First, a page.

Konoshima's Tanka PDF Print E-mail

Translations by David Callner



Honolulu, Hawaii


Someone runs splashing downhill in the rain -  indoors
I chase memories of my youth



My mind grows dull - my hearing poor - my vision dim
yet recollections rise vividly before my eyes



Love and hatred grow distant
while memories become blessings of the moment



Immersed in recollection - somehow one year has passed
New Year’s fireworks thunder through the town



Memories that survive in this doting body
are usually all about my native village



A village by a mountain stream - people live there
but my friends have all passed away



Having brought me into this wonderful reality
Father and Mother ended in misfortune



With no means to benefit from the Edo-Meiji transformation
young Father saw his family wealth collapse


(The transformation from the Edo period [1603 to 1868] to the Meiji period [1868 to 1912].)



Ignoring Mother’s nagging in silence
puffing on his cigarette - a vestige of Father



From New Year’s day well beyond mid-April
parties are held to celebrate the New Year



Flowers have seasons even on an island of endless summer
blossoming vividly in turn



Men and women of all ages dressed up on the bus
Suppose everybody were stark naked?



Vying with little birds for the morning I open my window
the Pacific dawn spreads before my eyes



The buildings of Diamond Head and Waikiki set
in a Pacific flower bowl of muted silver



Where jade sky meets pale-blue sea
a ship moves whitely in the morning sun



Tired of awaiting the next bus I sit - beside me
an old woman gives me some of her banana



Each bus sways differently
with each driver’s personality



Even strangers say hello in passing
a Meiji simplicity survives in Hawaii



Someone hails so I ask who he is
“Your grandson” - he puts his arm around my shoulder



“I will write poems till I die” - I declare
but my notes are all covered with smudges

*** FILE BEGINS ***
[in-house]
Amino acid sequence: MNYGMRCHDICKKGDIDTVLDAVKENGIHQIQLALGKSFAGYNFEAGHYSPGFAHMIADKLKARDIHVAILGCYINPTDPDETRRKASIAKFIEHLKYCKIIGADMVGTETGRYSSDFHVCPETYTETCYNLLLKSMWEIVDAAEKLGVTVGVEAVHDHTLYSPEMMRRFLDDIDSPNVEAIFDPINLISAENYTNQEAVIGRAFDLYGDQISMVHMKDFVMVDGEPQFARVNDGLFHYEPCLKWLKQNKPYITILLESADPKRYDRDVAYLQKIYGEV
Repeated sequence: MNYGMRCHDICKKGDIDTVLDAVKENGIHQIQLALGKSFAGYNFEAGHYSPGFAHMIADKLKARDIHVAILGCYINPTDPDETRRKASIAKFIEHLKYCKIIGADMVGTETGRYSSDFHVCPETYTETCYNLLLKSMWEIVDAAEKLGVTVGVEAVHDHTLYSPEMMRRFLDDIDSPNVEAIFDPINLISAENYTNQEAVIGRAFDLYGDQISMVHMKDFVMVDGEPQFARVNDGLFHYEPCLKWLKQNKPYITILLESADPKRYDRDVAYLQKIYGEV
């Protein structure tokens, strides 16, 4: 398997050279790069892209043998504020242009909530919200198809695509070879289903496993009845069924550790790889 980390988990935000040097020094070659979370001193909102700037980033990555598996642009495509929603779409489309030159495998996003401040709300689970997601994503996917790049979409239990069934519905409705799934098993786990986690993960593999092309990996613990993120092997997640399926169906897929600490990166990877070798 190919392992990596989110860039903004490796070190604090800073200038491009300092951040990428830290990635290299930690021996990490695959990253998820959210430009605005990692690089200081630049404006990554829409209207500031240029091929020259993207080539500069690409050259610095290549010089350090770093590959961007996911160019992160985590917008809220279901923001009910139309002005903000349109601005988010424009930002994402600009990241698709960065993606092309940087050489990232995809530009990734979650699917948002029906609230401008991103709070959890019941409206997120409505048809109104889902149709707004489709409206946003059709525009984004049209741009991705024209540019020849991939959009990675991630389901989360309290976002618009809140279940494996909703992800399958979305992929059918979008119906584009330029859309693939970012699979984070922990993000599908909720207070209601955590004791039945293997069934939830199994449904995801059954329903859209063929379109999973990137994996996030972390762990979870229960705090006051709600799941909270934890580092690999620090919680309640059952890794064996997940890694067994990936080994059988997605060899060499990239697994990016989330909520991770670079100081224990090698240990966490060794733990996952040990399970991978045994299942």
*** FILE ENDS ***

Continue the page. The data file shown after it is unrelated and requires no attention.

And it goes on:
Latham, New York


Crows caw and little birds twitter in the fresh verdure
the morning sun yonder peeks through the woods



A stream peeks through the verdure and reflects the light
up and down the valley dances the morning sun



Beneath the shade of an unseasonably blossoming cherry tree
I speak with a stranger in the moment



Having found a pair of Joumon pots
“You only get one” - says my friend’s postscript

(The Joumon period is the time in Japanese prehistory from about 14,000 BCE to 300 BCE.The term Joumon means "cord-patterned" in Japanese. This refers to the pottery style characteristic of the Joumon culture, and which has markings made using sticks with cords wrapped around them. Wikipedia.

After WWII Konoshima began acquiring what was to become a significant collection of Japanese art and antiques from East-side antique shops in New York City - this collection is now part of the Herbert R. Johnson Museum at Cornell University.)



A Joumon pot - an unskilled and uncontrived amusement
faintly brews the tradition of sabi

(The words wabi and sabi do not translate easily. Wabi originally referred to the loneliness of living in nature, remote from society; sabi meant "chill", "lean" or "withered". Around the 14th century these meanings began to change, taking on more positive connotations. Wabi now connotes rustic simplicity, freshness or quietness, and can be applied to both natural and human-made objects, or understated elegance. It can also refer to quirks and anomalies arising from the process of construction, which add uniqueness and elegance to the object. Sabi is beauty or serenity that comes with age, when the life of the object and its impermanence are evidenced in its patina and wear, or in any visible repairs. Wikipedia.)



Hokusai’s little picture books
reflect the Tenpou Tokaido Road with delight